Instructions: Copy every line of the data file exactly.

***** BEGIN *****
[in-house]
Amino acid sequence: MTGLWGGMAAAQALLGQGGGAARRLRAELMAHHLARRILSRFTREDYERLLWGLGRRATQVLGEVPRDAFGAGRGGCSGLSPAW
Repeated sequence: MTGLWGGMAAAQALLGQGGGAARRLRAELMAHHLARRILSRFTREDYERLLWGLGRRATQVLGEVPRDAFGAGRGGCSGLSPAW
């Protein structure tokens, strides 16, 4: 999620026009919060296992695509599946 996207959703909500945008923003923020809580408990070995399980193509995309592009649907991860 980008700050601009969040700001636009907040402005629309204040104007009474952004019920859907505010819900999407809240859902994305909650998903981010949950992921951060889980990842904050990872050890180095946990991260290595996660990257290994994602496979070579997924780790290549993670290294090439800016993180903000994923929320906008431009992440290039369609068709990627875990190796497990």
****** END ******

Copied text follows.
[in-house]
Amino acid sequence: MTGLWGGMAAAQALLGQGGGAARRLRAELMAHHLARRILSRFTREDYERLLWGLGRRATQVLGEVPRDAFGAGRGGCSGLSPAW
Repeated sequence: MTGLWGGMAAAQALLGQGGGAARRLRAELMAHHLARRILSRFTREDYERLLWGLGRRATQVLGEVPRDAFGAGRGGCSGLSPAW
């Protein structure tokens, strides 16, 4: 999620026009919060296992695509599946 996207959703909500945008923003923020809580408990070995399980193509995309592009649907991860 980008700050601009969040700001636009907040402005629309204040104007009474952004019920859907505010819900999407809240859902994305909650998903981010949950992921951060889980990842904050990872050890180095946990991260290595996660990257290994994602496979070579997924780790290549993670290294090439800016993180903000994923929320906008431009992440290039369609068709990627875990190796497990």